Comparing the Representation of Female Characters in Snow White and Mulan

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Comparing the Representation of Female Characters in Snow White and Mulan

Disney is an international film company that dominates full-length

feature animations. Two feature long cartoons, Snow White (1937) and

Mulan (1999), are good examples where a female character takes the

central role, Snow White being from the first half of the 20th century

and Mulan from modern times. Between the times when these films were

made, one might expect the representation of women may have changed,

(as female equality has improved) as well as some of the stereotypes

of women that Disney has been criticised of conveying in the past.

Before Mulan was created Disney's 'Beauty and the Beast' and 'The

Little Mermaid' had already marked a significant change in the

portrayal of women, but it can still be argued that behind the

audacious, attractive, and determined characters they are still happy

homemakers just waiting to settle down.

Other traditional Disney heroines are characters like Aurora (Sleeping

Beauty) and Cinderella. In many ways they are similar to Snow White

and became examples of how to act, what to do, and what was accepted

and expected as a role model or just a woman. All three of them are

shy, passive, and naïve towards the evils of the world. Their

appearance in many ways relates to their personalities. They lack

detail, are flawless, and are extremely unrealistic.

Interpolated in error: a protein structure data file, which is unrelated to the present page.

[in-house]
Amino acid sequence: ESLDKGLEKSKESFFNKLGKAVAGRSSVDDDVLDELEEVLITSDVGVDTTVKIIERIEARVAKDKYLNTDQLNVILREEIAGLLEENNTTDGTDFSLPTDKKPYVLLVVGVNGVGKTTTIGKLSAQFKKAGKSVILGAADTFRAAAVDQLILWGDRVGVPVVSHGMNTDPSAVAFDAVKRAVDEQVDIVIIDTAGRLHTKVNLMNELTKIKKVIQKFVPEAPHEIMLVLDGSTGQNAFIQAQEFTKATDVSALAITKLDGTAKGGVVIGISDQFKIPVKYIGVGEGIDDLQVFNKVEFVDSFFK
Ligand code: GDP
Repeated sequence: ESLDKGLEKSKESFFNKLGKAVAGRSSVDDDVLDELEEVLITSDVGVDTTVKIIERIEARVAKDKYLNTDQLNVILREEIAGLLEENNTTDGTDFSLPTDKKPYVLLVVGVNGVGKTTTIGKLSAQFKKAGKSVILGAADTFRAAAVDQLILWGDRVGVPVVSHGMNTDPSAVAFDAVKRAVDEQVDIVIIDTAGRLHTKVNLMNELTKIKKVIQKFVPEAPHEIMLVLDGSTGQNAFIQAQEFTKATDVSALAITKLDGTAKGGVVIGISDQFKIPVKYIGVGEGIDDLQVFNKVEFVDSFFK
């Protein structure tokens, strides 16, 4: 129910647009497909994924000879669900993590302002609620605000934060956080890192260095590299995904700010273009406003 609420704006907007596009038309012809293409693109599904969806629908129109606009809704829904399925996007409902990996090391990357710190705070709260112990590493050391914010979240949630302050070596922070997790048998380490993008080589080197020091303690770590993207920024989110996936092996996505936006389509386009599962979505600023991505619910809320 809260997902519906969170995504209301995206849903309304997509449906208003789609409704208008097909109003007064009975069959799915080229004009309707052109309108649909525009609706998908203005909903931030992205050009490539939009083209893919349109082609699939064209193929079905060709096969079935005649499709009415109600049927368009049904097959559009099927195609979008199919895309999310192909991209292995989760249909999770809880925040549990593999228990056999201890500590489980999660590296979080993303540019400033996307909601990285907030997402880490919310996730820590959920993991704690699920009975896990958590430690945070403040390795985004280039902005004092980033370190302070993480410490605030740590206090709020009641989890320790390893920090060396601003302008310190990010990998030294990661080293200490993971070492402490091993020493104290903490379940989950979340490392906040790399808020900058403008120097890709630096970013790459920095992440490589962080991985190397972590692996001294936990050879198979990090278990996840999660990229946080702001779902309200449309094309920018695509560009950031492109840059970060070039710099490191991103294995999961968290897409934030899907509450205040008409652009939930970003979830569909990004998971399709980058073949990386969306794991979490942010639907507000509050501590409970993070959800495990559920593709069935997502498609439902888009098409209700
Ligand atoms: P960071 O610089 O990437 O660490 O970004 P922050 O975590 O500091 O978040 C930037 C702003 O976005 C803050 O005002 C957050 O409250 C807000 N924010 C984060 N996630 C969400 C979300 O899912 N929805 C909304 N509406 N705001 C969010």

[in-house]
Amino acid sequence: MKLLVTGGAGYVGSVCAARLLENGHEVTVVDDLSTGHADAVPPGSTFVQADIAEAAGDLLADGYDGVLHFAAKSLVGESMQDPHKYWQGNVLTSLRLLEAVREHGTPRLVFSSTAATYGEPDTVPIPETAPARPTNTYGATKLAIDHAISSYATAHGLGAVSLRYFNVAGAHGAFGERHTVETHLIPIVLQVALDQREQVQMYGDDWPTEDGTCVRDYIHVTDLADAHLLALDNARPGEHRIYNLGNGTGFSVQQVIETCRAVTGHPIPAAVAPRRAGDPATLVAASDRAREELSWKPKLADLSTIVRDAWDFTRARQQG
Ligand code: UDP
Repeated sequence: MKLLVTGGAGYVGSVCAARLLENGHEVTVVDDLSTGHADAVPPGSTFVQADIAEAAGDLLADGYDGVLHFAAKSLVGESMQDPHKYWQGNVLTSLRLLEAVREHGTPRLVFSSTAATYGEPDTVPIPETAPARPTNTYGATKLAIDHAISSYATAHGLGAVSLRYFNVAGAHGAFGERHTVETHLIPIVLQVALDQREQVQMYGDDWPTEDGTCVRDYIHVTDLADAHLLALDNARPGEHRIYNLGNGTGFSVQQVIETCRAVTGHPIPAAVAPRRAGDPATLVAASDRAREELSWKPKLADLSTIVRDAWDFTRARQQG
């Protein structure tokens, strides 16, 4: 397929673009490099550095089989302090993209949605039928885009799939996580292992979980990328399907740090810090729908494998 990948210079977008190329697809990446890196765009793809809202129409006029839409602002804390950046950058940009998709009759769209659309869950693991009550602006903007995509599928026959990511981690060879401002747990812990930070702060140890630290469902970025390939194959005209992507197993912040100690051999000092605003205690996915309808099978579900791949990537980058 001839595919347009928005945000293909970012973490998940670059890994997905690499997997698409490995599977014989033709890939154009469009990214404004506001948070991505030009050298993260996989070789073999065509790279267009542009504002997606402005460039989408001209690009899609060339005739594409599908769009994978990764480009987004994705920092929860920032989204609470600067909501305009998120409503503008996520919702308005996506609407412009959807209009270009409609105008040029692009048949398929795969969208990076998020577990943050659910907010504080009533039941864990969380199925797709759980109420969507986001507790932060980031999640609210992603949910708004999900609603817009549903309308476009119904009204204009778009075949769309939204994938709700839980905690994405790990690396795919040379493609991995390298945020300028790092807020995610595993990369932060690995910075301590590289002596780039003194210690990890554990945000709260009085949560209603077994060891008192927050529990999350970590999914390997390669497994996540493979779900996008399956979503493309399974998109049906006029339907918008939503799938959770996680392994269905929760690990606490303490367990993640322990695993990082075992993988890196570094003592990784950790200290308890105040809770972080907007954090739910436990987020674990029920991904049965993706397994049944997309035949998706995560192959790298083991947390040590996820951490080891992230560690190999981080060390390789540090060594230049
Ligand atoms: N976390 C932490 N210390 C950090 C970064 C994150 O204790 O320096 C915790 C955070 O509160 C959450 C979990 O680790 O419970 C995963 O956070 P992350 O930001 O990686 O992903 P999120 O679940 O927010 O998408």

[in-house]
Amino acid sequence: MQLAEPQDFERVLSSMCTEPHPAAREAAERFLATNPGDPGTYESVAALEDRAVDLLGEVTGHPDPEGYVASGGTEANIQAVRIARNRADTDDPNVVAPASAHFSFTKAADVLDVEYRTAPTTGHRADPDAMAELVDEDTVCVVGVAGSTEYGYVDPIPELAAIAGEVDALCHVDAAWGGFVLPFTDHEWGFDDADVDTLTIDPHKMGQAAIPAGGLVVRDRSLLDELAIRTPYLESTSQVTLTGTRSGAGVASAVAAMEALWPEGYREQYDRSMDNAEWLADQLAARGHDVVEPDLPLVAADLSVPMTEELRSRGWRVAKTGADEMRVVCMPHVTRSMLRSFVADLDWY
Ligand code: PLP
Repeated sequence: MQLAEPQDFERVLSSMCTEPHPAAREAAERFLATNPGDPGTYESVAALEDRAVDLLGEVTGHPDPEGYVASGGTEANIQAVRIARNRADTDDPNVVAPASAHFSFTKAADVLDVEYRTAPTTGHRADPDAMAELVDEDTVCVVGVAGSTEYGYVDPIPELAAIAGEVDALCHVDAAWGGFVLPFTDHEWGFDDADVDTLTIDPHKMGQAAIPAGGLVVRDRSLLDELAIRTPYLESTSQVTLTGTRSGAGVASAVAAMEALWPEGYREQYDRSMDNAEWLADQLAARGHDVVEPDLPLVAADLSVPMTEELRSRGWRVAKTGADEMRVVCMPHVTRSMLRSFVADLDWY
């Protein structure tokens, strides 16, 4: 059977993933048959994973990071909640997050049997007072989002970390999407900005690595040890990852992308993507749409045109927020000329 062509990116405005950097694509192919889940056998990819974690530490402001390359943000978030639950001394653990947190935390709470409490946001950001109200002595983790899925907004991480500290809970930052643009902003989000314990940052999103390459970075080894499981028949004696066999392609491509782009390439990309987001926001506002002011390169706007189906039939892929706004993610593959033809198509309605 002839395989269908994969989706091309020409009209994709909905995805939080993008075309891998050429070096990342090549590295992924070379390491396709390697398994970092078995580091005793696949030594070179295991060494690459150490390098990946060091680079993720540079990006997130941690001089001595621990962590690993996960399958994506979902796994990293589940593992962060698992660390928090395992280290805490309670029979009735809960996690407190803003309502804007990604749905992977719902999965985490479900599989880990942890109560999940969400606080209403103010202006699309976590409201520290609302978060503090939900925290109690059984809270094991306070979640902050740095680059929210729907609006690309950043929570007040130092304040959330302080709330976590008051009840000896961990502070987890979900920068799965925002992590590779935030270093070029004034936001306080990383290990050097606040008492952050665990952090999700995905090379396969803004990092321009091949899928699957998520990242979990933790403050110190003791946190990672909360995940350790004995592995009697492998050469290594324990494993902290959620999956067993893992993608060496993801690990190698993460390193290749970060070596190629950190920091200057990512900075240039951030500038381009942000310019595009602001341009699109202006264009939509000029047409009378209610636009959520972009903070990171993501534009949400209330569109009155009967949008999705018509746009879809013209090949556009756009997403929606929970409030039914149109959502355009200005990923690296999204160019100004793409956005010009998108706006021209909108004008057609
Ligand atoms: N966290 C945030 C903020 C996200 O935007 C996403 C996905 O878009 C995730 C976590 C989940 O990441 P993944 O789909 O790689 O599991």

Snow White is portrayed, at the beginning of the film, as an innocent

obedient, domestic child, who dreams of finding the man she will

marry, but is inactive in doing so. In comparison with Snow White at

the start of the film, Mulan is very different. Although Mulan wants

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entertainment, Disney's animated works have remained very much in the

public consciousness despite their age. A sexist society produces

sexist entertainment, even for its children. The two qualities of

Disney animation, its age and its stylization, make sexism much easier

to see, and have resulted in much more criticism for Disney than for

other companies producing entertainment for children. The fact that

Disney movies are marketed toward children also increases concerns

that they support sexism and for good reason. Society should not

impart sexist views on its youth. And although Disney may encourage

gender stereotyping it is by no means responsible for it. Disney has

produced films that do show more modern views of gender, and there are

definitely some qualities in Mulan that women should aspire to.

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